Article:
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hmmm i think one needs to consider the "free, as in beer" concept...
commercial software can be both free and open source.


On Sep 14, 2011 8:40 AM, "Michael Gogins" <> wrote:
> There is a difference between open source and free software, on the
> one hand, and commercial software, on the other hand.
> Commercial software is a capitalist enterprise. The usual contract
> between buyer and seller is that the buyer pays, the seller provides
> something that works more or less out of the box.
> Open source and free software are co-operative enterprises - they are
> socialist, in a way. This is true whether they are given away, funded
> publicly (a lot of government software is available this way), or
> funded privately (as at least some of LuaJIT seems to be). For many
> reasons, the commercial contract does not apply in open source and
> free software.
> Sometimes (usually?) the software is a pure gift. So then, you really
> have no right to demand of the giver more than you are already
> receiving, since you are not paying anything for it at all, although
> of course you are free to make requests or offer advice.
> In other cases, the open source or free software is part of an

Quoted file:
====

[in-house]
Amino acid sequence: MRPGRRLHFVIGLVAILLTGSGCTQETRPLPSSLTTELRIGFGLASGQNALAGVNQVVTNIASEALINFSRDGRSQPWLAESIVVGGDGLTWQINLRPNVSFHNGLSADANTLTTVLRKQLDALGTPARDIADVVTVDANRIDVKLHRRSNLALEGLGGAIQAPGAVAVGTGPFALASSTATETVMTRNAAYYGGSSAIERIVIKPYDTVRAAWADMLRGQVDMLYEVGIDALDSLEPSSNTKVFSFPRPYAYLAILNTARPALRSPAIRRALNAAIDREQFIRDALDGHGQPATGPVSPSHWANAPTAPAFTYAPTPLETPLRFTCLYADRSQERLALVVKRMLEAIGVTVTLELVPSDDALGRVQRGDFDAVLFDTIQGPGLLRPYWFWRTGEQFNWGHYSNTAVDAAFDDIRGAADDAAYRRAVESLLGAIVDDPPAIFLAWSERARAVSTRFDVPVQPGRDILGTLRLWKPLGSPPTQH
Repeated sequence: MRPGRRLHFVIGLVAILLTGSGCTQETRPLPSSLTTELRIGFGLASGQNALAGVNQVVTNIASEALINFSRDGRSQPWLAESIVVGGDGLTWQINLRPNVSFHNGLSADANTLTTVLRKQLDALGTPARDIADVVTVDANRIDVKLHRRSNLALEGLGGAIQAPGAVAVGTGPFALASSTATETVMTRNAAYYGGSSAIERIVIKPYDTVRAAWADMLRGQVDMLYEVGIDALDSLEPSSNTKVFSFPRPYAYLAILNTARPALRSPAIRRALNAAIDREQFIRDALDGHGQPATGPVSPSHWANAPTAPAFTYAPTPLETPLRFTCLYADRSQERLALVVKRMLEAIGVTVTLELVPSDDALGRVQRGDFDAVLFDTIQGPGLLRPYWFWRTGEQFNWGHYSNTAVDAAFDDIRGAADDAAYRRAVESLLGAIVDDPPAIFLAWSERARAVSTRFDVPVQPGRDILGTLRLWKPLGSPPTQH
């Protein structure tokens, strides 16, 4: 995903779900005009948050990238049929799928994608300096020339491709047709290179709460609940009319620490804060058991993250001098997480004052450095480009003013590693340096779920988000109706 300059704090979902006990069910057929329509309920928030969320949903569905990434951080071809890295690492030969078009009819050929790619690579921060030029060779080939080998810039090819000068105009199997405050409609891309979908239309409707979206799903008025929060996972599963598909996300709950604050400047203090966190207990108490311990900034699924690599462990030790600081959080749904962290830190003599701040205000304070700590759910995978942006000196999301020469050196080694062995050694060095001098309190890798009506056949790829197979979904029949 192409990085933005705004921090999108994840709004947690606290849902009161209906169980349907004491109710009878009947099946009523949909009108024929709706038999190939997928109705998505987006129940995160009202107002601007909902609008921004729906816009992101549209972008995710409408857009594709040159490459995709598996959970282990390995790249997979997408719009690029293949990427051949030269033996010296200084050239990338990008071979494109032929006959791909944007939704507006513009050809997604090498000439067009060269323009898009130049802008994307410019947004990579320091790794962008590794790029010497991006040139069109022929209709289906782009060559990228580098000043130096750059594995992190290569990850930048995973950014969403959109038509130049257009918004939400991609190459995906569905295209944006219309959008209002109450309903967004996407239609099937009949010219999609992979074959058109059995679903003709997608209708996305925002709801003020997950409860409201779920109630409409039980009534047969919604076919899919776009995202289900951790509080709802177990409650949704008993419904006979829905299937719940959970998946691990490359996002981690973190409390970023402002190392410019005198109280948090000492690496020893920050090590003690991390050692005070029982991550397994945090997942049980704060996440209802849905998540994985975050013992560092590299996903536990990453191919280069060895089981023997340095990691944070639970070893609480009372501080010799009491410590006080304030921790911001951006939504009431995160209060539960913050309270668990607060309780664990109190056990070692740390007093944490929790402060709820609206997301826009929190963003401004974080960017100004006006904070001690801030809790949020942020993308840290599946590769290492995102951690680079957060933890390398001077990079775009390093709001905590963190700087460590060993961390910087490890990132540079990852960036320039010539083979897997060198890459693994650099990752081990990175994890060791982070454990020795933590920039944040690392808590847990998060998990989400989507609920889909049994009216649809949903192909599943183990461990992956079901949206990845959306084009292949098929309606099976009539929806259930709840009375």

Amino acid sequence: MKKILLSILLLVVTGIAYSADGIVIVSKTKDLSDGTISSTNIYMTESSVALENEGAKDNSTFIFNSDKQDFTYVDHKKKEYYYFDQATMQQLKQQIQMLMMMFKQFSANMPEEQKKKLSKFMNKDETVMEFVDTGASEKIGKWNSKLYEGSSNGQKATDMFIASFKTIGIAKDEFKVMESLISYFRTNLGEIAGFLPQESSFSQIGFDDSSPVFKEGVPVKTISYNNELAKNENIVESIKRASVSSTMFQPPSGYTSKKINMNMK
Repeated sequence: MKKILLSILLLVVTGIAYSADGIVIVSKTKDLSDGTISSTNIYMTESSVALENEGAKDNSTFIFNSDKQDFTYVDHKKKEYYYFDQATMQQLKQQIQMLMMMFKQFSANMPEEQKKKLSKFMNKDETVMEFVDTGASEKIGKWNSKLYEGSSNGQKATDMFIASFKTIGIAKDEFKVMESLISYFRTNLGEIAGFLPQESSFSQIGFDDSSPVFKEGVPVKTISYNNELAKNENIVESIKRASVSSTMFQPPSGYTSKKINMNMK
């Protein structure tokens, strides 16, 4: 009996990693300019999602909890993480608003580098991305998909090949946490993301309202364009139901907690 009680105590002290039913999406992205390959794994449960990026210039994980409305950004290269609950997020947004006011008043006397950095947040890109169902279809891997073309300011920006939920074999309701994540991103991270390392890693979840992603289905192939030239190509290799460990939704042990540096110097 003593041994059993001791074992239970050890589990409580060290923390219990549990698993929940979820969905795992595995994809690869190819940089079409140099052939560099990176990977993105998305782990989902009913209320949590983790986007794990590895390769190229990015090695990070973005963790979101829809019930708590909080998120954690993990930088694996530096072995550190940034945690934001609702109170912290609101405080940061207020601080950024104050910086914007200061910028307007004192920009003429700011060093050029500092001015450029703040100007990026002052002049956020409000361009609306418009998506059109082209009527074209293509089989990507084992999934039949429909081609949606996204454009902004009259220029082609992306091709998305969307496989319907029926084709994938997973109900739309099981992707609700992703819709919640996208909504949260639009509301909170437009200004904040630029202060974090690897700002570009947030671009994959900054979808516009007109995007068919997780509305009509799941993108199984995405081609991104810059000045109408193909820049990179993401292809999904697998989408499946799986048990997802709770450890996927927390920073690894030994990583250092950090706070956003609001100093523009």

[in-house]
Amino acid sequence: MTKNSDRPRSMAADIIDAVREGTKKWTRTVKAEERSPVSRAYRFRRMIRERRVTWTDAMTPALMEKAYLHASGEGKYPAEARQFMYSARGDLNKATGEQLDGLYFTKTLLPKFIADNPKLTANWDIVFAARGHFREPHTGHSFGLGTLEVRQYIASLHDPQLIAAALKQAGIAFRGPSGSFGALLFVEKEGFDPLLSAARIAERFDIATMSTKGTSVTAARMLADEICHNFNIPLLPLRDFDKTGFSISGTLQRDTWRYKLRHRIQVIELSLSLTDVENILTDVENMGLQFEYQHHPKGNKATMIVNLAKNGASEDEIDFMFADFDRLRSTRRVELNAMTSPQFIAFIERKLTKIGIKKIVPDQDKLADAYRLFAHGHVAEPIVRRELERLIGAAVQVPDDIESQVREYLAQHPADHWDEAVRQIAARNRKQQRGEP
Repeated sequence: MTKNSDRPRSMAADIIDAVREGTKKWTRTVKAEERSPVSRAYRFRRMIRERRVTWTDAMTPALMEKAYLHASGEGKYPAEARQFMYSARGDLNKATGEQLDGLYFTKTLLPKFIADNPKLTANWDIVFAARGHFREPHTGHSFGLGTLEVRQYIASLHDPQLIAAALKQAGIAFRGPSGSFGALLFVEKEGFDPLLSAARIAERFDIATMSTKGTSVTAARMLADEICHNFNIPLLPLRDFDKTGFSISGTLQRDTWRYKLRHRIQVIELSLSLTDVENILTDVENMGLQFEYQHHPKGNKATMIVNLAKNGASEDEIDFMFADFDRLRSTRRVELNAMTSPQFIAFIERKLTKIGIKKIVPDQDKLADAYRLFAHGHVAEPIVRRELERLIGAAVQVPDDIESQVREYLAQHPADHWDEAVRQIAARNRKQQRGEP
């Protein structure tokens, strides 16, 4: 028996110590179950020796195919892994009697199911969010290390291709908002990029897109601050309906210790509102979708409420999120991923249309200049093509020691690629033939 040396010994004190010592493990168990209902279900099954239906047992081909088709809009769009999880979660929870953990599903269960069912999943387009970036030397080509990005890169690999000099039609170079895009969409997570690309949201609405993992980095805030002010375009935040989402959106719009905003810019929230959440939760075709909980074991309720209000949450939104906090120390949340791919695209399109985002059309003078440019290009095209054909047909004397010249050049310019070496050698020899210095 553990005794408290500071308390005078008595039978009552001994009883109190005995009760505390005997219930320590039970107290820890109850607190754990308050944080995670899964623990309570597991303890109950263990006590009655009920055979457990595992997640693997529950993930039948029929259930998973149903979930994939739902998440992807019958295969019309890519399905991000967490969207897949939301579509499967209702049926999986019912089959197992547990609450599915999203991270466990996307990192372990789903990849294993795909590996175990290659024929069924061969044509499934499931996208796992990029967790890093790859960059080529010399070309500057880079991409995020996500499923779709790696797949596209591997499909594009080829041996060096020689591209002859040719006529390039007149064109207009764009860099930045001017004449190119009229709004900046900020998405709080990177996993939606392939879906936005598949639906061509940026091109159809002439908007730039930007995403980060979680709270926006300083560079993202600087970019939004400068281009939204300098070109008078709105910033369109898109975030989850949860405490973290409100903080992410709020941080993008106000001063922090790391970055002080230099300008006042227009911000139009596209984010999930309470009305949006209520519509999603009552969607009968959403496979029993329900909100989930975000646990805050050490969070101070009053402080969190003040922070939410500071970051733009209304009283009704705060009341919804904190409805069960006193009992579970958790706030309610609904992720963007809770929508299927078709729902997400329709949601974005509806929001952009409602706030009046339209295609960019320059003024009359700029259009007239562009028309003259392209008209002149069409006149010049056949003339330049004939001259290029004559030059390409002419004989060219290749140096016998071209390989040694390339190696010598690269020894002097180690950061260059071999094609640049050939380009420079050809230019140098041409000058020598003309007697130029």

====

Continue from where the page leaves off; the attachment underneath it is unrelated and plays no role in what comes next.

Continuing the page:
> implicit co-operative exchange. I make Apache for you, and you make
> GCC for me. Like that. I can see LuaJIT being a part of this kind of
> co-operative economy.
> Then also, the open source/free software world grew out of the world
> of Unix hackers where the ability to write, compile, and install C
> programs was pretty much an entry level requirement.
> This is just by way of providing context...
> Mike Gogins
> In
> On Wed, Sep 14, 2011 at 10:30 AM, Axel Kittenberger <> wrote:
>>> Ah, but that's the point: 'product' is not the right word here.
>> I disagree, 'product' is a good word for FreeSoftware* 'Products'. One
>> doesn't have to understand it too commercially due to the commercial
>> world we live in. I refer constantly to my FreeSoftware Project
>> 'Lsyncd' as 'product', albeit I didn't get yet a cent for it (except I
>> originally wrote it to do my job I'm paid for). In the software world
>> I see 'a product' in contrast to 'a hack'. The second one is some code
>> trimmed down to exactly your use case on your system, configuration
>> likely directly in the source code and likely no documentation. A
>> FreeSoftware product comes with a configure script / or configurable
>> makefile, documentation and runs on a varity of systems, configuration
>> and a span of different use cases.
>> On the topic on hand, I just consider it insolent to ask Mark to do it
>> all. As I said, being Free Project noting stops you to step forward an
>> do it. Then maybe ask Mark to link or maybe host the files.
>> *Having listened to a Stallman talk I also now refer rather to
>> FreeSoftware than to OpenSource since the major feature is that it
>> does not take your freedom from you and gives somebody the power to
>> dicatate over you, cause you cannot help it without source and proper
>> license.
> --
> Michael Gogins
> Irreducible Productions
> Michael dot Gogins at gmail dot com